The hatred and sickness that fuels a killer to kill innocent students is something most of us will never understand, but that doesn’t mean it’s something we can ignore. We need to be on a mission to stop these monsters before they take action — we must demand our leaders help those who are sick, but we must also demand that they protect those of us who are not.

In closing, I ask you to say my sister’s name to yourself. It’s such a beautiful name…. MEADOW…. If you say her name, it’s impossible not to feel the beauty of who she was, and who she always will be. 

MEADOW… it makes me think of a sunny day, like this one. A day where the sun shines on our youth, and shines on our desire to LIVE a safe and happy LIFE.

I can feel MEADOW right now. She is asking us to come together. She wants us to thank the families and parents — like my dad Andrew —- and Mr Ryan Perry — and all the others who continue to fight for the rest of us to be safe. MEADOW is asking us to be smart, and to love, and to share the common denominator we share. Embrace LIFE, make the most of it… don’t let it be wasted.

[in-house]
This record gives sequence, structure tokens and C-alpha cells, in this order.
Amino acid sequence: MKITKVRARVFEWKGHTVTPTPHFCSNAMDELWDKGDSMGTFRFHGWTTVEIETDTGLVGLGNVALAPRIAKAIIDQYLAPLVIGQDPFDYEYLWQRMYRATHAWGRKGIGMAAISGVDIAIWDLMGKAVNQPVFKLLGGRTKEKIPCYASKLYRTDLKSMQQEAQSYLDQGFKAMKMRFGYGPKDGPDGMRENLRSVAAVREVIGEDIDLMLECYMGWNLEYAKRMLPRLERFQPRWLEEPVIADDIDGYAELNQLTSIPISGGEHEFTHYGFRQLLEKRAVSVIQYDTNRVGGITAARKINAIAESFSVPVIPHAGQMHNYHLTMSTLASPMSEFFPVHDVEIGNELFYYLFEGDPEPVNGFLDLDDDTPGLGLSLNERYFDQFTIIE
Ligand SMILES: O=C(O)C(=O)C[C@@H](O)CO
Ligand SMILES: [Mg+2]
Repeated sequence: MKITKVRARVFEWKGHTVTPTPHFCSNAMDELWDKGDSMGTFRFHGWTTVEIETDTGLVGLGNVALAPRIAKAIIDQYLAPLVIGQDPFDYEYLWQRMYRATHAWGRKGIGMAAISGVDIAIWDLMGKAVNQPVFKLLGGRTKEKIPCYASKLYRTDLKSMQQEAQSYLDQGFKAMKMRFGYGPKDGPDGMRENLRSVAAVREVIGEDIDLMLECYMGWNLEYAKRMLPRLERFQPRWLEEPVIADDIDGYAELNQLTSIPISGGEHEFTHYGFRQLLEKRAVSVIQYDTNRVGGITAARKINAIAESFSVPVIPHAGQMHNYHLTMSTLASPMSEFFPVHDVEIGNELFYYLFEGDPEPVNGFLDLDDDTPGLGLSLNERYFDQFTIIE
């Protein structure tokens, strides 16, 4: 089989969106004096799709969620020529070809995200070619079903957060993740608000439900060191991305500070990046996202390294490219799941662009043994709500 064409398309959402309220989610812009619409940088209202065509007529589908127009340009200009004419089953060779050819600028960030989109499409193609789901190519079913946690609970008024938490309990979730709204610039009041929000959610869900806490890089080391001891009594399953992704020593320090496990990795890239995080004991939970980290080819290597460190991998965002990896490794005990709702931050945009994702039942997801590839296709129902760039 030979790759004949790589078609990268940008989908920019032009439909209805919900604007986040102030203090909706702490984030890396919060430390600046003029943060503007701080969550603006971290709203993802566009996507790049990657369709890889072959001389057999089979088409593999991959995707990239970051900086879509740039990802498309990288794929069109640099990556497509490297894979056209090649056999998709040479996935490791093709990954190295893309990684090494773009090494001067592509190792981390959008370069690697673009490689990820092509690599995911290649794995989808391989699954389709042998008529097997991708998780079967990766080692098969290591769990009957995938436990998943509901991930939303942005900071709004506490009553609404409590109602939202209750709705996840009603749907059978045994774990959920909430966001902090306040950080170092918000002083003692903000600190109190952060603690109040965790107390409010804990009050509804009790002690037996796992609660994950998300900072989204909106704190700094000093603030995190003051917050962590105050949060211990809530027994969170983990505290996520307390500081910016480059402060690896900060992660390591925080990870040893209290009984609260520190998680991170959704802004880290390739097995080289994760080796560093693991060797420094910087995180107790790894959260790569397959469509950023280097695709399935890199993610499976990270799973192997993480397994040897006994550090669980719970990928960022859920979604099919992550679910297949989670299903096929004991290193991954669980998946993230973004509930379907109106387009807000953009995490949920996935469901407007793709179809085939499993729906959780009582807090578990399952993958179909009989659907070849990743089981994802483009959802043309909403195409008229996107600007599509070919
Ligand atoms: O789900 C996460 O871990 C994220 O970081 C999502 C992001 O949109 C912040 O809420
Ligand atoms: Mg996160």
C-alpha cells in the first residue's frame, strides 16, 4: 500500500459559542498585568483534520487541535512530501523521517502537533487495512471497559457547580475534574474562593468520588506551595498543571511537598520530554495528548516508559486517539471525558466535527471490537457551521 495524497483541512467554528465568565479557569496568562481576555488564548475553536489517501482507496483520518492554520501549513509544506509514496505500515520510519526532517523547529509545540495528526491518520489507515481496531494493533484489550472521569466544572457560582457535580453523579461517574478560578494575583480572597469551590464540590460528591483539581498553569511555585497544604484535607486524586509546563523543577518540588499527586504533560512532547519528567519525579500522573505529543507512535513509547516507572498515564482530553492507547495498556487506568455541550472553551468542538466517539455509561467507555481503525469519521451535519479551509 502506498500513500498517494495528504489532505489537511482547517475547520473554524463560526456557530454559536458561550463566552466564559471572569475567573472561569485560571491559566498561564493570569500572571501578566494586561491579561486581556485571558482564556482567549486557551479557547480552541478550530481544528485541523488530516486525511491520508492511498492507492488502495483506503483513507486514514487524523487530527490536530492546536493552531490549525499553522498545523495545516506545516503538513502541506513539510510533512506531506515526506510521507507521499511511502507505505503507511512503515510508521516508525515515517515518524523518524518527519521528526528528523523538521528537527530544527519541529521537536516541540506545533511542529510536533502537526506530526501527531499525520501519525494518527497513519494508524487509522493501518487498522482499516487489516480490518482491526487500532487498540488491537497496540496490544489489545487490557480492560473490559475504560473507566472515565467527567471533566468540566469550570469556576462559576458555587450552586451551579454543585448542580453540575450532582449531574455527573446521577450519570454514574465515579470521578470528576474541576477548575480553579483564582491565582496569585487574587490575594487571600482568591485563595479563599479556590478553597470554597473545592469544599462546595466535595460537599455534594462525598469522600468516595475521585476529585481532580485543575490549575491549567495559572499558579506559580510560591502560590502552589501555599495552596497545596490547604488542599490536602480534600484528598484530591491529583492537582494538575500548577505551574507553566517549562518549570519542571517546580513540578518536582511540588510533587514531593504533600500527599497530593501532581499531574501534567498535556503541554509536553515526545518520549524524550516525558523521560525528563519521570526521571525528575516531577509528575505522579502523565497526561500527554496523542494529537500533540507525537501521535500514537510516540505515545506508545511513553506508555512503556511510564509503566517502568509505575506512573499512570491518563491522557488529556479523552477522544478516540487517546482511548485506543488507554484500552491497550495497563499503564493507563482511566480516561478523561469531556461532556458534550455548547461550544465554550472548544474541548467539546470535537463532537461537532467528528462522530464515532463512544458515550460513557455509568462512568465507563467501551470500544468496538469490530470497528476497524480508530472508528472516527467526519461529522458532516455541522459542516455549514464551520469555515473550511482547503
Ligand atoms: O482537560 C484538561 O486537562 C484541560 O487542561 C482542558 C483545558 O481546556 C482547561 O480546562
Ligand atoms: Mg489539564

To my sister MEADOW — who is up in heaven — I promise you here today that dad and me, along with millions of people at our side, will do our part in making schools safe so that this never happens again. We vow to protect America’s children in a way you should have been protected. We will keep them safe from the evil people and all the weapons they use. Until we meet again Meadow, I will miss you like crazy. I love you, we all love you. My you shine on us today, and every day going forward. Thank you.”